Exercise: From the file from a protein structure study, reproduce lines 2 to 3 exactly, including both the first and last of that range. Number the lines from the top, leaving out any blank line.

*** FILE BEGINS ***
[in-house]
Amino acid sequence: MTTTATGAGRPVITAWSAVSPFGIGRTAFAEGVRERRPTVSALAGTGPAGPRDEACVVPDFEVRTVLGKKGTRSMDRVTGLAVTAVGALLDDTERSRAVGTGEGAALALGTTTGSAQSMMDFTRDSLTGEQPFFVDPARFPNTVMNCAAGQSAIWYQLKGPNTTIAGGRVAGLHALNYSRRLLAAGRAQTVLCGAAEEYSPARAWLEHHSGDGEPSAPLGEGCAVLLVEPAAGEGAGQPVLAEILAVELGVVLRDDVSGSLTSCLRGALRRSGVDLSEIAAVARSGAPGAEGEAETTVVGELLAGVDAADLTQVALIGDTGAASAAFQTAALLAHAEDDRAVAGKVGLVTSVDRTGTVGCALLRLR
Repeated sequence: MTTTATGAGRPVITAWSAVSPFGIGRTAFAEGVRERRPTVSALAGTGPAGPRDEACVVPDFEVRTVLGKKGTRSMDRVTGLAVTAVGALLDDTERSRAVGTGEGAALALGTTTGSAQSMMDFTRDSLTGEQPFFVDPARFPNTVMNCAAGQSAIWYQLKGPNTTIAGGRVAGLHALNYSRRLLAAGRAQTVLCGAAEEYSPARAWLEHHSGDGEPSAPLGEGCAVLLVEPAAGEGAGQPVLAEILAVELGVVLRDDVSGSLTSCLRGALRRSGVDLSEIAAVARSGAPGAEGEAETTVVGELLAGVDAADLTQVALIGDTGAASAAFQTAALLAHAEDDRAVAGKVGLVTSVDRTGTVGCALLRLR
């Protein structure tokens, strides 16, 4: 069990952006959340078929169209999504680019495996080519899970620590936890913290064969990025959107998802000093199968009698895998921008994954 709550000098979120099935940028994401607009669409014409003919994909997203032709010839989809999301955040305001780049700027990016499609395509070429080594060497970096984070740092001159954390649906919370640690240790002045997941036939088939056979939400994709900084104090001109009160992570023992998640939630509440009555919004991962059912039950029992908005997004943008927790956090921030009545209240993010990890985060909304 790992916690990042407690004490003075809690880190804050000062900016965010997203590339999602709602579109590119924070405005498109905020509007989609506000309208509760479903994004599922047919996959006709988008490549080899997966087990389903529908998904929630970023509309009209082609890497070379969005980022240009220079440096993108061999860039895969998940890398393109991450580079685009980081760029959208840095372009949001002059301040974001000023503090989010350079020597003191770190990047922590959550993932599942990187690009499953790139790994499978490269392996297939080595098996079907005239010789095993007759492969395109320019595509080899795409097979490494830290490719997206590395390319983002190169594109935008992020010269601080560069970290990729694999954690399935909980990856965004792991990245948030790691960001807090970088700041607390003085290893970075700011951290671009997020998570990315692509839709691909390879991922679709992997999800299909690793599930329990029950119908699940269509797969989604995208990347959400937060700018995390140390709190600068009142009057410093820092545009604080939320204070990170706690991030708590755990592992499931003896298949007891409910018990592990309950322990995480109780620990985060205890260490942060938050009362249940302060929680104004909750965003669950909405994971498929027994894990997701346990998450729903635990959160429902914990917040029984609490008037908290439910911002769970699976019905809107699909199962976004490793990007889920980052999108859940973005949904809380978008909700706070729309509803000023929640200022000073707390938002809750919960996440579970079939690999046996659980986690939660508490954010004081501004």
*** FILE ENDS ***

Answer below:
Amino acid sequence: MTTTATGAGRPVITAWSAVSPFGIGRTAFAEGVRERRPTVSALAGTGPAGPRDEACVVPDFEVRTVLGKKGTRSMDRVTGLAVTAVGALLDDTERSRAVGTGEGAALALGTTTGSAQSMMDFTRDSLTGEQPFFVDPARFPNTVMNCAAGQSAIWYQLKGPNTTIAGGRVAGLHALNYSRRLLAAGRAQTVLCGAAEEYSPARAWLEHHSGDGEPSAPLGEGCAVLLVEPAAGEGAGQPVLAEILAVELGVVLRDDVSGSLTSCLRGALRRSGVDLSEIAAVARSGAPGAEGEAETTVVGELLAGVDAADLTQVALIGDTGAASAAFQTAALLAHAEDDRAVAGKVGLVTSVDRTGTVGCALLRLR
Repeated sequence: MTTTATGAGRPVITAWSAVSPFGIGRTAFAEGVRERRPTVSALAGTGPAGPRDEACVVPDFEVRTVLGKKGTRSMDRVTGLAVTAVGALLDDTERSRAVGTGEGAALALGTTTGSAQSMMDFTRDSLTGEQPFFVDPARFPNTVMNCAAGQSAIWYQLKGPNTTIAGGRVAGLHALNYSRRLLAAGRAQTVLCGAAEEYSPARAWLEHHSGDGEPSAPLGEGCAVLLVEPAAGEGAGQPVLAEILAVELGVVLRDDVSGSLTSCLRGALRRSGVDLSEIAAVARSGAPGAEGEAETTVVGELLAGVDAADLTQVALIGDTGAASAAFQTAALLAHAEDDRAVAGKVGLVTSVDRTGTVGCALLRLR